Most people are aware that vehicles record crash information such as speed, braking, and seat belt usage through the Event Data Recorder (EDR) within the airbag system. But did you know that your vehicle may have collected information from your smart phone? Have you ever rented a vehicle and connected your phone via Bluetooth or the USB port? If so, that vehicle has information downloaded from your device.
What exactly did it download? How is the information accessed? How can it be used?
To provide answers to these and other questions, I’ve interviewed two of U.S. Forensic’s engineers, Matthew Ivory and Kevin Brown. Mr. Ivory, P.E., mechanical engineer, has researched infotainment information available for download and received training in the use of the Berla iVe tool, the equipment used to download infotainment data from vehicles. Mr. Brown, ACTAR, accident reconstructionist and mechanical engineer, has performed EDR and infotainment downloads for clients.
How is Information Recorded?
This varies from system to system, and not all vehicles are equipped to download data. 2008 vehicles are the earliest to have advanced infotainment information available for download. As the newer vehicles were equipped with more sophisticated technology, the capacity to download more detailed data expanded. Some vehicles store infotainment data on a hard drive, others utilize a memory chip. As Mr. Ivory explains it, “Once your device is ‘tethered’ to your vehicle (via Bluetooth or USB), the system has access to some of the data on your device.” In addition to your smartphone, other vehicle networks can also be connected to your infotainment system. For instance vehicle networks that operate your doors, lights, stability control, and speed may share information that can be downloaded through this system.
What Kind of Information is Available?
The trim level of a particular model will determine what information can be obtained in an infotainment download. Depending on the vehicle and what network or device was engaged, a log of calls, contacts, text messages, navigational history, and even voice recordings may be stored within the system.
The information is not always easily obtained. After permission is granted by the owner of the vehicle, our engineers can download the information. Kevin Brown explains, “Sometimes it’s as easy as plugging into a port on the dashboard, but other times you have to access the module behind the glove-box. This is why it is so important to have someone with automotive experience access the data. It can become complicated depending on the model and where the module is located.” For information on what information is available for a particular vehicle or to find out how long a download would take, you can visit our contact us page. If you have a VIN number or trim level for a vehicle, our experts would be happy to discuss options and cost of a download.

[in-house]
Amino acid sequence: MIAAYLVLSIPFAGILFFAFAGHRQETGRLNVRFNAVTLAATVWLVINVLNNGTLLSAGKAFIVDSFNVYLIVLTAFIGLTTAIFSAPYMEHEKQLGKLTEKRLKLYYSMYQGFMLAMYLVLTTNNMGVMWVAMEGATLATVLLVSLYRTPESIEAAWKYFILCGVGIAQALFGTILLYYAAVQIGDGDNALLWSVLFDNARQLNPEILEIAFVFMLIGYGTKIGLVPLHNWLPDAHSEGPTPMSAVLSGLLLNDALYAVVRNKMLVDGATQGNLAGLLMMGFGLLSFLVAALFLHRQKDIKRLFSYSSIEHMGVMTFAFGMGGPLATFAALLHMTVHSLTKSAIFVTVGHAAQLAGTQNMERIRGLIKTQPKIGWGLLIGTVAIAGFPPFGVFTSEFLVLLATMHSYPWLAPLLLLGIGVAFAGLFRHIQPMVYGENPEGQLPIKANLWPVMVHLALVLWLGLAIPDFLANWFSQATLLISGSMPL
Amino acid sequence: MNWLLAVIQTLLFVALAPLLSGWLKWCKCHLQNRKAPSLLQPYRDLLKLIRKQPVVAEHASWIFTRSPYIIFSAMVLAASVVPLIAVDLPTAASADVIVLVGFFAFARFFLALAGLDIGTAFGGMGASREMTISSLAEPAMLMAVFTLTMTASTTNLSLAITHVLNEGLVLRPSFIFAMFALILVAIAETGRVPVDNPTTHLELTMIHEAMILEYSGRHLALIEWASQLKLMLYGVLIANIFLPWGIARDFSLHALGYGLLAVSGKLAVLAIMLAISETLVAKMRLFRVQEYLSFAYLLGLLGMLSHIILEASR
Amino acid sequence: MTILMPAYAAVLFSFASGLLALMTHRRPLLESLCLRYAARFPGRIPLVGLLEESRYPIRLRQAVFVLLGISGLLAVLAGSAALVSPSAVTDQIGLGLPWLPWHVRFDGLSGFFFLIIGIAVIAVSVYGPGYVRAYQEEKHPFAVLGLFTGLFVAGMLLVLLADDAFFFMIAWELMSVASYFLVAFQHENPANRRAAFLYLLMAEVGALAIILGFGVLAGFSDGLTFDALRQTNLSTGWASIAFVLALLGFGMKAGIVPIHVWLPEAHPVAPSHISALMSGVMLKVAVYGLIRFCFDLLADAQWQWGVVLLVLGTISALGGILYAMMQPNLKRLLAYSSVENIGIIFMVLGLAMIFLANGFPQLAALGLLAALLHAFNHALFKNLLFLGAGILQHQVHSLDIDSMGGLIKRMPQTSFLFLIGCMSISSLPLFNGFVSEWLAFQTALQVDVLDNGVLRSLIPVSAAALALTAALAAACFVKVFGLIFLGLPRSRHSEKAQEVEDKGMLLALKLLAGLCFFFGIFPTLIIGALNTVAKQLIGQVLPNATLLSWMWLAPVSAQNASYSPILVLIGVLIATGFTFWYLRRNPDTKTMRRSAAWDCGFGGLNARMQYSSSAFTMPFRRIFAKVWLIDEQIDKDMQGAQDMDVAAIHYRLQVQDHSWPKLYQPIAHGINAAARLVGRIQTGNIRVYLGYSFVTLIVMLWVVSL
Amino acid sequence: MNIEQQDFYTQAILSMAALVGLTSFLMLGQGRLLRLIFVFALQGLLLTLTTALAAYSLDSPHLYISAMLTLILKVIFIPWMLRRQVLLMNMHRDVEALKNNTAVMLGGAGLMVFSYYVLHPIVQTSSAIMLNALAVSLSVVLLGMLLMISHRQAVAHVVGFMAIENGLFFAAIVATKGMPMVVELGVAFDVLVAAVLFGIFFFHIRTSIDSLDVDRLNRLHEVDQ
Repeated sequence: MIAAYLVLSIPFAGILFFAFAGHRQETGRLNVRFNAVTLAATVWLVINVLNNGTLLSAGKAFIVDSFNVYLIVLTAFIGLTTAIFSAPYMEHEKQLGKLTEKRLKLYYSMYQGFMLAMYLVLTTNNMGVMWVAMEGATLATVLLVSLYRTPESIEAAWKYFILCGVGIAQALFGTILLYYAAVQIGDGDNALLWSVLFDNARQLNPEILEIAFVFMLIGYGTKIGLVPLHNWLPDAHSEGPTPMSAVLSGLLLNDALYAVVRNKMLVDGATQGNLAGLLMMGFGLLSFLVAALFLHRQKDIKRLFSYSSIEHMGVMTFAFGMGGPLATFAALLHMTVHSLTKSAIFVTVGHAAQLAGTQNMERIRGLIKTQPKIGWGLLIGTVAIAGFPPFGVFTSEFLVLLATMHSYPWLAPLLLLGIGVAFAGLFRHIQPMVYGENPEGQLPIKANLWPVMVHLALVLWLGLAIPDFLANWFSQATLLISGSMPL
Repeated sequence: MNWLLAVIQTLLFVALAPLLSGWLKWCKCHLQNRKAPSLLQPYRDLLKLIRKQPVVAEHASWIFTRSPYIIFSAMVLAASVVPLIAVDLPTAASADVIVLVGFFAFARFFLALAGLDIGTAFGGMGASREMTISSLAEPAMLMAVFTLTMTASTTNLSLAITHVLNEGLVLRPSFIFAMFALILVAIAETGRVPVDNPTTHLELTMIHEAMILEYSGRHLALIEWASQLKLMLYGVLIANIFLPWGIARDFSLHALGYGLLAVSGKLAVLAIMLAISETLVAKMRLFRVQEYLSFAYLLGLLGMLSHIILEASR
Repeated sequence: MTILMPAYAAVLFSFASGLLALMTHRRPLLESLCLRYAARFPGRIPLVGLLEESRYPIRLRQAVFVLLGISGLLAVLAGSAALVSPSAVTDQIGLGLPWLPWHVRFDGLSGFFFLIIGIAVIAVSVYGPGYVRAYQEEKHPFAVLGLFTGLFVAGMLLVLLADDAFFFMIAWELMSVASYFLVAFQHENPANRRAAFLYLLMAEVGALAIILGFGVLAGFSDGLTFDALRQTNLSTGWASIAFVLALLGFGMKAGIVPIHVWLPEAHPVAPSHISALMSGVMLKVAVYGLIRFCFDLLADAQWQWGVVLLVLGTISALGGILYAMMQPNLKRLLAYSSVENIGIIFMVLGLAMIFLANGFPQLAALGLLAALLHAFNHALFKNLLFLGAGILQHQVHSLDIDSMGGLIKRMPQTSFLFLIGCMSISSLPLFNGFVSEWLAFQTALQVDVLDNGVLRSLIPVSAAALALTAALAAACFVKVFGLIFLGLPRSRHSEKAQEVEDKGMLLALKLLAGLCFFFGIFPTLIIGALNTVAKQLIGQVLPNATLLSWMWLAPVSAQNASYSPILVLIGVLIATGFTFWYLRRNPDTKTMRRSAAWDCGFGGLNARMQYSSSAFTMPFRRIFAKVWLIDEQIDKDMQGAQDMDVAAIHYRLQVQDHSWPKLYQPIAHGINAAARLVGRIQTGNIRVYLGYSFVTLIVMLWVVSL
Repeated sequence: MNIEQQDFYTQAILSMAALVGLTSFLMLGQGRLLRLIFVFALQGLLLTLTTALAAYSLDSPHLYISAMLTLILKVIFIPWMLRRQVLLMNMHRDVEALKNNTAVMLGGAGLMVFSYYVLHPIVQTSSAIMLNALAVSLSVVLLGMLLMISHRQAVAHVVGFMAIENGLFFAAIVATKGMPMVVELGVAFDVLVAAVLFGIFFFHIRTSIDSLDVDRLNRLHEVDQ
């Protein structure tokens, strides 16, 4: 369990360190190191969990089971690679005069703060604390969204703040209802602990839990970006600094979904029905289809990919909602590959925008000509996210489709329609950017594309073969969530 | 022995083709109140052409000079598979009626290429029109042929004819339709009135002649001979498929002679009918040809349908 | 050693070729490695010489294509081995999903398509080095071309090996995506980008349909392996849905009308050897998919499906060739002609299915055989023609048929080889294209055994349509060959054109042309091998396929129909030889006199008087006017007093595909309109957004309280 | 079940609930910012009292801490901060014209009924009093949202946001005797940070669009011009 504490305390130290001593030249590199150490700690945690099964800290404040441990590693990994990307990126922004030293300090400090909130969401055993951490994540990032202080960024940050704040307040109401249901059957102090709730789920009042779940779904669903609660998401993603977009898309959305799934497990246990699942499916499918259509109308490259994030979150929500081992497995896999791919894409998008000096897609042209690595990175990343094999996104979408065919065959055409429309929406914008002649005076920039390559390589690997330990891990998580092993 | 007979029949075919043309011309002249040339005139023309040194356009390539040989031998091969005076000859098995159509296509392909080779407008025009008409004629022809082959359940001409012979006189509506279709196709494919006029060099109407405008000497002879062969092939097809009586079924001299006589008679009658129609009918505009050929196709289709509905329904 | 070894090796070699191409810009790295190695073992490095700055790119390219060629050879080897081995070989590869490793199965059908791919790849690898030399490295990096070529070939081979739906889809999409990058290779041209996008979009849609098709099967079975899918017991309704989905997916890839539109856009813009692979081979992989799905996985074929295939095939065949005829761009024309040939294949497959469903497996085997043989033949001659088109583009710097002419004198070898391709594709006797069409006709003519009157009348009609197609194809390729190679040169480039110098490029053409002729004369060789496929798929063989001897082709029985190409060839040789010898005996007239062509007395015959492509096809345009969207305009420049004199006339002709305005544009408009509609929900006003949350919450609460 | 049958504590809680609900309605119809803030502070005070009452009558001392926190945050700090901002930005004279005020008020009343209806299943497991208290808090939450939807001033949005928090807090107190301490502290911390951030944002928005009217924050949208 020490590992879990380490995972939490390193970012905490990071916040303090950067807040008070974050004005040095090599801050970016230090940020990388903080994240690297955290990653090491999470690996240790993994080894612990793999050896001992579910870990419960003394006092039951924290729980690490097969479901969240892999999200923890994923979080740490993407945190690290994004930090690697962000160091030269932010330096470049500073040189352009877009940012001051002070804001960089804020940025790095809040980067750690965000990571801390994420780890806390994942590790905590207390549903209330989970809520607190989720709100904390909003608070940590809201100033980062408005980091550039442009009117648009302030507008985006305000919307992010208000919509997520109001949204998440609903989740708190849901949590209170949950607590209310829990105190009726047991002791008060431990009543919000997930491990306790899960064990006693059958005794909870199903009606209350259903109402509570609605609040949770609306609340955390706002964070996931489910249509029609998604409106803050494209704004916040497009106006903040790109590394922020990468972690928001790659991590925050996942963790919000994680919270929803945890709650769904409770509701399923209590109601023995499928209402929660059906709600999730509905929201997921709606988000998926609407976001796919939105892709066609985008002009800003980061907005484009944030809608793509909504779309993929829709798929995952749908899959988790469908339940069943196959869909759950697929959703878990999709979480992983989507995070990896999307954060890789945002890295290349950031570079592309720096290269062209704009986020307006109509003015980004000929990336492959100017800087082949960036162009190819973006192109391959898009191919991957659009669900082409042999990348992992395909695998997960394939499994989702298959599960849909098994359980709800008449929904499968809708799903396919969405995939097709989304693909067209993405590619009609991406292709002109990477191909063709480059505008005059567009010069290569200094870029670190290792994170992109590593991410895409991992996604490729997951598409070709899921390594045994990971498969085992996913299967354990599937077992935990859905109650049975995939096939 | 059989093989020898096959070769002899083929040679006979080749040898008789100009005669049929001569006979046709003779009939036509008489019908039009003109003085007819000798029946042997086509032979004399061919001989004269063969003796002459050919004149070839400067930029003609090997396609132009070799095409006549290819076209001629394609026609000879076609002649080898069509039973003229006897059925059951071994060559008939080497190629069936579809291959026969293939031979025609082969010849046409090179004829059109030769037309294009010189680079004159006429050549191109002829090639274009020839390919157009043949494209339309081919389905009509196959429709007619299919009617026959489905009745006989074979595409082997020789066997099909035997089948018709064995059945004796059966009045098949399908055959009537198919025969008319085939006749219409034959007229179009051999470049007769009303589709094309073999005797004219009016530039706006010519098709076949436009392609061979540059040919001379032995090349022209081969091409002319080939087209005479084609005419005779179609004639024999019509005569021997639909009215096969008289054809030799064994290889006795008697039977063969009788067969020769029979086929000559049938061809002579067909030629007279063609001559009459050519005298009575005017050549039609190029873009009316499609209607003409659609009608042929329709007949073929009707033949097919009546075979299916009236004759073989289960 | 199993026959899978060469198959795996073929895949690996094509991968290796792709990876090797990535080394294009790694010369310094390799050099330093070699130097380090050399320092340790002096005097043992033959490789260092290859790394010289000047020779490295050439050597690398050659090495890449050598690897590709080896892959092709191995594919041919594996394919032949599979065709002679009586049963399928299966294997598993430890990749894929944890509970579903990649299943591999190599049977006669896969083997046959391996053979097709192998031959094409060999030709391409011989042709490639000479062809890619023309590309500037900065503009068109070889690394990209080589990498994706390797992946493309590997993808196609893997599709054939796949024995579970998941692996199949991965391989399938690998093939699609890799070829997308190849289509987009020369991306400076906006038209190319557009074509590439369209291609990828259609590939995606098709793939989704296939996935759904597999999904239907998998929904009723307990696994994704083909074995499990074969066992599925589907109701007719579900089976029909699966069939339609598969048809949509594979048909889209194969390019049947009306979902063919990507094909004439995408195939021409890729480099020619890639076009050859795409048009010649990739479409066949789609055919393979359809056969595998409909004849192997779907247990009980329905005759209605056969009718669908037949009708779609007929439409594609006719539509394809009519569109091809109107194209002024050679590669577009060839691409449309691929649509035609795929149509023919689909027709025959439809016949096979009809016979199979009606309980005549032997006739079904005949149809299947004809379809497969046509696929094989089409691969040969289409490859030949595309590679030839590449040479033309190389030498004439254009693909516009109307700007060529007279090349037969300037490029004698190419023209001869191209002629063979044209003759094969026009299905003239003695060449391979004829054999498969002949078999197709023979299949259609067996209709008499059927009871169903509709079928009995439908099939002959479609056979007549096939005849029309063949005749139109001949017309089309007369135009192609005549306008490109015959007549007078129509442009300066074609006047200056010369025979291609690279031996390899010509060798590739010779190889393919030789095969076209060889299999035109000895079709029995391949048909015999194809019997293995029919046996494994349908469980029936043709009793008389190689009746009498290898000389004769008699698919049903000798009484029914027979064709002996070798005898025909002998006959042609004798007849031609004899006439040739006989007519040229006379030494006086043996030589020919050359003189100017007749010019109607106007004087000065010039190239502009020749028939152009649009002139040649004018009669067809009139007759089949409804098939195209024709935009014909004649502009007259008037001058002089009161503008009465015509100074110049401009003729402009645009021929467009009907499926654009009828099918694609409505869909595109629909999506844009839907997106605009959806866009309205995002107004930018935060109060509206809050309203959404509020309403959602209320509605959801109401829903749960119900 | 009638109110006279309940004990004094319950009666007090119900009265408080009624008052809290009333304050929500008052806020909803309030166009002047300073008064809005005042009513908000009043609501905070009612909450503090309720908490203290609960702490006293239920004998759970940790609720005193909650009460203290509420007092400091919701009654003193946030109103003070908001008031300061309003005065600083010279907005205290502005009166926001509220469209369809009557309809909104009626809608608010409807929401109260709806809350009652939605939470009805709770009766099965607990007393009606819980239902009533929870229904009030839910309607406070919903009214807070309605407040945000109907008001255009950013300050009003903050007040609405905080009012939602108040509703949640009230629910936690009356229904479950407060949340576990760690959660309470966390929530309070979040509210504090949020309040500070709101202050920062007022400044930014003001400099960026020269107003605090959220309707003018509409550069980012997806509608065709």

Assisting with Collision, Theft, and Hit & Run Cases
Can this tool be used to assist you with accident reconstruction? Mr. Brown states, “Although we typically obtain crash data from the event data recorders, this can be an additional tool to help with certain cases. Older vehicles have filament bulbs which can be examined after an accident to identify whether or not the lights were on during the accident. Newer vehicles have LED lights. If examined, these will not indicate whether or not they were engaged. However, the infotainment system of the vehicle is often connected with the vehicle network that controls these LED lights. Depending on the vehicle, it will provide you information as to when (date and time) the lights were on or off. Also, the data may be able to resolve disputes as to how many people were in the vehicle at the time of an accident. Weight sensing devices in the seat cushions provide information as to whether occupants were in certain seats at a given time.”
Theft & Hit and Run
How can this information be useful? Mr. Ivory explains, “This information can be valuable in investigating cases involving theft. For instance, if a vehicle is reported stolen and a phone was tethered to the vehicle at the time it was reported stolen (or just before), we could obtain information about the specific phone and who it belonged to with time and location information. It might show text messages, calls, and possibly where the vehicle has traveled via GPS. This along with a vehicle inspection and key/transponder analysis, could solidify a case.” Mr. Brown reports that the navigational feature would also be useful for pedestrian, hit and run cases, or in investigating “phantom” vehicle cases where someone claims a vehicle was hit while parked.
As the technology evolves, so will our capacity to learn more about the vehicles, drivers, and circumstances surrounding an event. Vehicles are being outfitted with more complicated and comprehensive electronic networks. “Berla is also adding more vehicles to the list of iVe supported vehicles. They just brought Nissan on board,” explained Mr. Ivory. The technology assists with accidents and thefts, but what does this mean for the average consumer? “The information downloaded remains stored in your vehicle. The concern is that it remains even after it is sold to another party. When connecting your phone to a rental vehicle, that vehicle also downloads your contacts and texts. Only the dealership can delete the data. When renting a vehicle, if you’d prefer not to share your personal data, you may choose to charge your phone using the DC connector instead of the USB port.”
Assistance Near You
U.S. Forensic’s engineers can provide information about supported vehicles, infotainment data available, and guidance as to what may help your case. Visit our locations and contact us page for more information. Follow us on LinkedIn.